Erin Medley has been in the park “business” for a number of years now.
She worked as a seasonal interpreter for three years while at Harrison Bay State Park and for four years, worked as a ranger at Booker T. Washington State Park in Hamilton County before coming home to Red Clay.
Medley has had somewhat of a kinship with Red Clay since she was a child, visiting the park on a school field trip to learn more about Cherokee history.
She recalls her favorite part of the trip as being inside one of the houses on the property.
“I remember the farmhouse. You could only walk through the center and weren’t allowed upstairs. The ranger at the time wouldn’t let us,” said Medley.
It became a mystery what was upstairs at the farmhouse.
“When I became ranger, the first thing I did was went upstairs at the farmhouse to see what was up there. There was nothing,” Medley said with a laugh.
She made the confession Friday after Tennessee Department of Environment and Conservation deputy commissioner Brock Hill announced her as the park’s new manager.
Medley has been at Red Clay serving as the ranger since 2006.
She studied at and graduated from the University of Tennessee Chattanooga with a bachelor of science in leisure studies and joined Harrison Bay as an intern.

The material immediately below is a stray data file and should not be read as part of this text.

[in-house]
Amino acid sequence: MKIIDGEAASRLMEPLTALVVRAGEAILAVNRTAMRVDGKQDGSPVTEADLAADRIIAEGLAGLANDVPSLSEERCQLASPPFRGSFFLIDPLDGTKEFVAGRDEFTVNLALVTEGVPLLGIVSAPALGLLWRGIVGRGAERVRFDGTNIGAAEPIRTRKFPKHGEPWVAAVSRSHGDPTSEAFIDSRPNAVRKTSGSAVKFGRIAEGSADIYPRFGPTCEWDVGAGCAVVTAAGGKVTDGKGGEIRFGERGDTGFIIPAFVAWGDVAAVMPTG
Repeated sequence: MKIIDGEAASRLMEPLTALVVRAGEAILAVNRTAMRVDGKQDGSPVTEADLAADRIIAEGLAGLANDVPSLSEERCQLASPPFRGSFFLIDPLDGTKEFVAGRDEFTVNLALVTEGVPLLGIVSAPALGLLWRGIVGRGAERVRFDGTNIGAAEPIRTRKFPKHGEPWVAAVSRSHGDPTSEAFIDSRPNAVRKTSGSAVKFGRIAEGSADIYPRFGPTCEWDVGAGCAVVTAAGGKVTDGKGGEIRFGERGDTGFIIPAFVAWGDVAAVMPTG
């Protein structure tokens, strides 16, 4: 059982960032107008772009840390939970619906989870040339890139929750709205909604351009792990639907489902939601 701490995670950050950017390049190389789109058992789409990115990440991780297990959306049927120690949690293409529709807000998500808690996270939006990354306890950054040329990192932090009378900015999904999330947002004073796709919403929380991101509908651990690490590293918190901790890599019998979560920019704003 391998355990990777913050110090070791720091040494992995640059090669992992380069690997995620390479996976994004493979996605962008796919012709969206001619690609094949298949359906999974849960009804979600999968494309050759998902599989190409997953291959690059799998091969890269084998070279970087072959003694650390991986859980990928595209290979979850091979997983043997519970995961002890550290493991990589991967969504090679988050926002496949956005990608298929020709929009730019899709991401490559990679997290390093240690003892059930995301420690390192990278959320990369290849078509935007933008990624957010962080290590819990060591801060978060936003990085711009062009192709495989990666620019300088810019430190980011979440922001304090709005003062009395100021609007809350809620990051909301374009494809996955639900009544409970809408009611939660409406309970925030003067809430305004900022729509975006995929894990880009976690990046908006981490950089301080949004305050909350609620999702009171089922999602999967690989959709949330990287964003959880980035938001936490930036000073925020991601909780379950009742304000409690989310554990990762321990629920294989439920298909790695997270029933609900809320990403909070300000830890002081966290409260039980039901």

“I worked there three summers, then got hired as ranger in 2002 at Booker T. Washington,” Medley said.
Since then, she kept her studies up and gained the valuable knowledge any park ranger should have.
“I completed basic Police Cyclist School, basic and advanced visual tracking, communication, Spanish I and II, and received my EMT IV license from UTC,” Medley said.
After starting at Red Clay, she came up with the idea to start a garden like the Cherokee might’ve had.
“Each year I plant a 3-sisters garden to add another interpretive tool for programming during the summer months. I have also utilized the Iris Fund and had plans drawn up for a project to plant around 2 acres of native grasses and plants that the Cherokee would have readily used. I implemented a Living History component to Cherokee Days of Recognition so visitors can visualize how a Cherokee would have lived during the late 18th to early 19th century. I also had a major part in getting the Friends of Red Clay started and continue to work very closely with them,” Medley added.
She has also attended a number of other training courses which relate to the Red Clay experience and the Cherokee people who held the site as their last capitol prior to their removal to Oklahoma.
Medley works with the Trail of Tears Association, Friends of Red Clay and the Cleveland Bradley County Chamber of Commerce, and is currently working on the commemoration of 175th anniversary of the Trail of Tears.
In the future, she wants to hold a re-enactment of the last Council, have speakers from the Cherokee community to fill a history seminar series, and have a Cherokee Day Camp for kids, she said.
There are many other things on Medley’s “to-do” list.
One of the most important is to keep learning from both the Eastern Band and the Cherokee Nation, how to preserve and tell the stories of the land.
Medley said she would continue to reach out for partnerships to achieve her goals.
When she’s not working, she volunteers at the fire department near the county line in Varnell and loves music and singing as well as spending time with her family.